Posted on 26/12/2012
You may be easily fooled by pricing customs
If you come from a country that primarily deals in retail outlets, supermarkets and shopping malls, then the concept of “pricing” is a relatively obvious affair. For example, you don’t walk into a supermarket, grab a can of string beans and then ask the person at the checkout counter, “What can you do on the price?” That type of question will only get you the type of look meant for those who have somehow made their way outside the grounds of the local mental institution. But this isn’t always the case. Sure, you can visit a flea market and haggle to your heart’s content and usually get some decent bargains. But the computer shop, in the mall, can only work within the salesperson’s commission. So, you might be able to secure a free printer to go along with the expensive PC that you’re purchasing.But that’s about it.
But here’s something interesting, the same concepts that got you the free printer may actually work to an even greater degree in the country that you’re going to visit. But the last thing that a shop owner wants you to realize is that haggling may be an integral part of their business procedures. If you’re shopping in a different country, and you are perceived to be a foreigner, the first thing that the seller wants to do is to get you to think that the prices are set in stone. This tactic actually cost me a bunch of money when I initially tried to do some shopping on my own in my new expat environment. And forget about taxis. There was no way I was going to get an honest rate when travelling without my wife, local friend or relative.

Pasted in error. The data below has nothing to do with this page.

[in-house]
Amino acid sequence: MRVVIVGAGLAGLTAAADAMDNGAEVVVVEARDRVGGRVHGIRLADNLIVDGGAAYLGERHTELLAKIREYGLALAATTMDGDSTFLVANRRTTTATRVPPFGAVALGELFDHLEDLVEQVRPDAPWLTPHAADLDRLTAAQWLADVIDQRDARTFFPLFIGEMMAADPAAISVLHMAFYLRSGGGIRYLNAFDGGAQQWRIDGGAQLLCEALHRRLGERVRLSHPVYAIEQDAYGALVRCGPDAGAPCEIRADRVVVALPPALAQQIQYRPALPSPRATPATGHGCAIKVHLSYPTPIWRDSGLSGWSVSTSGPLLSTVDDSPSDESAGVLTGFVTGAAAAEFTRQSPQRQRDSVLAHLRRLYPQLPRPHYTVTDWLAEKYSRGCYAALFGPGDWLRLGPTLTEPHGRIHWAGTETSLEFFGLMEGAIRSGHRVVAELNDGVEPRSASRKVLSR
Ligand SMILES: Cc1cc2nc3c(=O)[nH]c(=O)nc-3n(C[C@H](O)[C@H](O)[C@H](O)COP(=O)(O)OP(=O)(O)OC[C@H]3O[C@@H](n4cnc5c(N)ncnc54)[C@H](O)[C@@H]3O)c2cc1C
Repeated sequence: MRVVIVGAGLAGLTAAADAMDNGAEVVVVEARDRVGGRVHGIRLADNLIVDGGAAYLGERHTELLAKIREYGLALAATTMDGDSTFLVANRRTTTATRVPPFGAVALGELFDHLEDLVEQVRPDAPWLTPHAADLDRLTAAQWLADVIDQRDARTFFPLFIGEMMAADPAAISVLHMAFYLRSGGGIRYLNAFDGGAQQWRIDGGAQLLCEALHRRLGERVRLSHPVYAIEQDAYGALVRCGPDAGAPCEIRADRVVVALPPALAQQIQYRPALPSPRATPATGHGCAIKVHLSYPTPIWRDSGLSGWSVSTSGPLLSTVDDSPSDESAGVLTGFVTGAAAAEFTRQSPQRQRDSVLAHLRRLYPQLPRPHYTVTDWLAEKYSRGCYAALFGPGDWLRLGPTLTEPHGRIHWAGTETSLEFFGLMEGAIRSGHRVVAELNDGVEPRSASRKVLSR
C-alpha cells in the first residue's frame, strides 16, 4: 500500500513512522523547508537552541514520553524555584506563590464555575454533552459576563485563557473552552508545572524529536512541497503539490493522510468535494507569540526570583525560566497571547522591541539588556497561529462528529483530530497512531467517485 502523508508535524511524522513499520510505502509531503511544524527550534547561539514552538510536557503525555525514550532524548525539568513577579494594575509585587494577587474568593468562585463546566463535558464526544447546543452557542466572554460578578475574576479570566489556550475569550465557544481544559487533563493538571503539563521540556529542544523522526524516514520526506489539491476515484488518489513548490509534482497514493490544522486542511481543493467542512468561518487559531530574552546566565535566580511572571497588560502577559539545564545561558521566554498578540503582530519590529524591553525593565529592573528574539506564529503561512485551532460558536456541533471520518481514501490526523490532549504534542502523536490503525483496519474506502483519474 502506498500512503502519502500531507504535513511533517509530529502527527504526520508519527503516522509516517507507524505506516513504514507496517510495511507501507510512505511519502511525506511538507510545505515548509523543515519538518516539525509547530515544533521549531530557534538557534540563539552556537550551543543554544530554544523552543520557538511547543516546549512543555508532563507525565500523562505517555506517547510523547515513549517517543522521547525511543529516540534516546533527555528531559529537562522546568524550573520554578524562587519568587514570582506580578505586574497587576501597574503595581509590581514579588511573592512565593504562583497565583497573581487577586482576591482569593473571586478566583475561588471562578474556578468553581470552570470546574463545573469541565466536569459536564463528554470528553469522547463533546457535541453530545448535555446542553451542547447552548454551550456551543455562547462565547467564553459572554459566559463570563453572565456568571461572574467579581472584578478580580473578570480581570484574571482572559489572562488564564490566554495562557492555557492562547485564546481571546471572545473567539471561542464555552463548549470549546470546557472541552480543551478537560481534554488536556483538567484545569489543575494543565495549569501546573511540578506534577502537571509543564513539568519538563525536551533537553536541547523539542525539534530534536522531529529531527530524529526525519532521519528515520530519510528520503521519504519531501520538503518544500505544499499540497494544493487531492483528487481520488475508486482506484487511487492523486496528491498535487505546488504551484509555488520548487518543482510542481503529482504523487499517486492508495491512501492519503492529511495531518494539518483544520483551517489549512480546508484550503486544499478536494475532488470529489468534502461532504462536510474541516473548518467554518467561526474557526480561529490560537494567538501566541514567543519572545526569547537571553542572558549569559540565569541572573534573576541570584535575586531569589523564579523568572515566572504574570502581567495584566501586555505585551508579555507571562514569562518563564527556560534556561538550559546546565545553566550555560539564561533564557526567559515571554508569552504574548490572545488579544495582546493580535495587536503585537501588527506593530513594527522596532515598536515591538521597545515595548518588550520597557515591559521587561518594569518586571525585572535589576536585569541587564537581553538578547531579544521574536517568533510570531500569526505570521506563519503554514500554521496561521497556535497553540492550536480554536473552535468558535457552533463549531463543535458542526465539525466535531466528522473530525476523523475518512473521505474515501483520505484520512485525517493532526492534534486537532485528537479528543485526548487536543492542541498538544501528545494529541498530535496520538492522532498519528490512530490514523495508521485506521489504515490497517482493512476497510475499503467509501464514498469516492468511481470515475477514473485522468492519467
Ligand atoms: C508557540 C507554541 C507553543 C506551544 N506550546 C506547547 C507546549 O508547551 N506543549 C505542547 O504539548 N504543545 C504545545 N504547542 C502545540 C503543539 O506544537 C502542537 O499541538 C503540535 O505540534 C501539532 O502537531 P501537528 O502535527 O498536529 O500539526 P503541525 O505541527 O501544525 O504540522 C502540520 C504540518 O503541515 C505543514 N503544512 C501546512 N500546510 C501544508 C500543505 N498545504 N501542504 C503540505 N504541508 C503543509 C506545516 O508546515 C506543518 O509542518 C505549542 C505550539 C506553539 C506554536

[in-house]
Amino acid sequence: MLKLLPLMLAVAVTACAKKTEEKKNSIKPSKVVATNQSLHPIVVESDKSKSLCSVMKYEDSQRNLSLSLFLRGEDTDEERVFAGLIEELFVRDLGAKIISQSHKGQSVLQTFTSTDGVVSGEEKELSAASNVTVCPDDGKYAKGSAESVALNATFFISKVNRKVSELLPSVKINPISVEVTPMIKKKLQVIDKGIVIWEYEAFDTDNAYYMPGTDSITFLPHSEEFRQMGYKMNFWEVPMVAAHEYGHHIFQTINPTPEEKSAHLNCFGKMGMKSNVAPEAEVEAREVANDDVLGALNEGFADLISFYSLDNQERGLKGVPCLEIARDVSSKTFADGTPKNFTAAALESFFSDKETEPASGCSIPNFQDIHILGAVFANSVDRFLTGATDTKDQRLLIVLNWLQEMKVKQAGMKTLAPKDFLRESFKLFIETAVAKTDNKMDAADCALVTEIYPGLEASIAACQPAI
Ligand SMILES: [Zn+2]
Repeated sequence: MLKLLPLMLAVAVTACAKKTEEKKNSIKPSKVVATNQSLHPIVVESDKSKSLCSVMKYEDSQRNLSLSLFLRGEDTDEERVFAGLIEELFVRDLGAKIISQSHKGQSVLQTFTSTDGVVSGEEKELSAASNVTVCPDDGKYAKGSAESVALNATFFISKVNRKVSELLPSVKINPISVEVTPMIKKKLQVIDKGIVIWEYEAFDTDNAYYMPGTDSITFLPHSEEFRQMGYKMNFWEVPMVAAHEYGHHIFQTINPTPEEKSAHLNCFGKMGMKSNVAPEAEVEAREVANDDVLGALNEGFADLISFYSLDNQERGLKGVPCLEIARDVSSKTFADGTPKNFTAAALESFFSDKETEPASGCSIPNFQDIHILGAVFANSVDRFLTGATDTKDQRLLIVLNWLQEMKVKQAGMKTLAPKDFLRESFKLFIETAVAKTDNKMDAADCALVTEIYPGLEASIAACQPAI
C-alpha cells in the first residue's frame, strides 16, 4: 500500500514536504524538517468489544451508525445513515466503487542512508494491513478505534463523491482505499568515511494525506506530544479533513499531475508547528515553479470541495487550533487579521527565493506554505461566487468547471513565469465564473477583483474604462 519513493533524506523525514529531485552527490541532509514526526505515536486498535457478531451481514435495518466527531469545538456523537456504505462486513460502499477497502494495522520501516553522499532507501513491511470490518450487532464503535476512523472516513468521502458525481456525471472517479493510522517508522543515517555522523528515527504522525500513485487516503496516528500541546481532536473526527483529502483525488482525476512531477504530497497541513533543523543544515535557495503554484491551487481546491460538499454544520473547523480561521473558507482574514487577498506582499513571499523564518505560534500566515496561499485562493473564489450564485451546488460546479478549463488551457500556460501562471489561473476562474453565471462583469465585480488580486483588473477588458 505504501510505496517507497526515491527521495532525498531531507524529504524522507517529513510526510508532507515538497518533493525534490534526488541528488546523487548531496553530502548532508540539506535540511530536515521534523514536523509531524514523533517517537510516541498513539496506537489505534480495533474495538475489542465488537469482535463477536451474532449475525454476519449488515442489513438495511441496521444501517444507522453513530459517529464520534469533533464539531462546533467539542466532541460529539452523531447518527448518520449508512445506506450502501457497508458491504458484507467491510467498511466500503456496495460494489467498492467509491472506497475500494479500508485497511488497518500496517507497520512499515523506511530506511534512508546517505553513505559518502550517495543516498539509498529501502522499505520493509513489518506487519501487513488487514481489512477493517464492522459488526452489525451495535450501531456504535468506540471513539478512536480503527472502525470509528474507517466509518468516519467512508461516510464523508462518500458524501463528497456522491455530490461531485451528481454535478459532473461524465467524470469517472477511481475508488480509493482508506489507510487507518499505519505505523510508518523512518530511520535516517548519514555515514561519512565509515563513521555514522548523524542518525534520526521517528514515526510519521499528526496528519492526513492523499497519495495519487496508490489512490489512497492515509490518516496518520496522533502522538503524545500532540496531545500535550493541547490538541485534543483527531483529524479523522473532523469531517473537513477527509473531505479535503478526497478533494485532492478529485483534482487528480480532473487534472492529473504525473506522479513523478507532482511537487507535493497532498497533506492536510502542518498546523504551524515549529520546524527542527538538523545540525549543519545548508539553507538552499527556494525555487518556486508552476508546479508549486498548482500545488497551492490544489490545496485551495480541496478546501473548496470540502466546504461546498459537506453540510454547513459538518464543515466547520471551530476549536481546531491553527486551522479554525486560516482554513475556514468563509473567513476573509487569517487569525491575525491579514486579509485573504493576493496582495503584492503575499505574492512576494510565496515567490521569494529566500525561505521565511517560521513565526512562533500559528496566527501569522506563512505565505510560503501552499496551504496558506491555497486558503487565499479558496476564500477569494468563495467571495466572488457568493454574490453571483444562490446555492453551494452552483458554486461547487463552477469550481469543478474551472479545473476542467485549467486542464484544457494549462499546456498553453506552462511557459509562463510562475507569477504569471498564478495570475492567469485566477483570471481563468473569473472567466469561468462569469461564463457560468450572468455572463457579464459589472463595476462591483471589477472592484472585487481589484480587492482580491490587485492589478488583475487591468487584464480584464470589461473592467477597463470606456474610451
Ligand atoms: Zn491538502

How to deal with shopping in places that you’re unfamiliar with
Here are a few tips from lessons that I learned the hard way. First of all, if you’re going to explore some territory on your own for the first time – stay close to home. In addition, find out from a trusted local source as to what you’ll be expecting to pay for transportation. Before you get into a taxi, or any other means of transportation, that isn’t strictly regulated (trains, buses, etc.), get the driver to agree with you on a quote – and stick with it (no extra “fees”).
If you’re in a marketplace, stand around and look at the merchandise for a bit. This will give you the opportunity to view a transaction or two performed by some of the locals. When you have ascertained the amount that people are expected to pay, then get what you want and hand the seller the exact change. Don’t ask, “How much does this cost?” Because if you are considered a foreigner and you don’t know, believe me, many marketplace dealers will be all too happy to invent a price for you.
Finally, if at all possible, go shopping with a local and pay attention. Ask a lot of questions and, in some cases, get to know the local merchants. They will be more apt to give you a good price if they know that they’ll run into you again – most likely with your wife, friend or relative the next time. They won’t want to lose your business while explaining to others why they cheated you when you were alone. These are just some tips than can end up saving you a bundle, while you’re getting the “lay of the land.”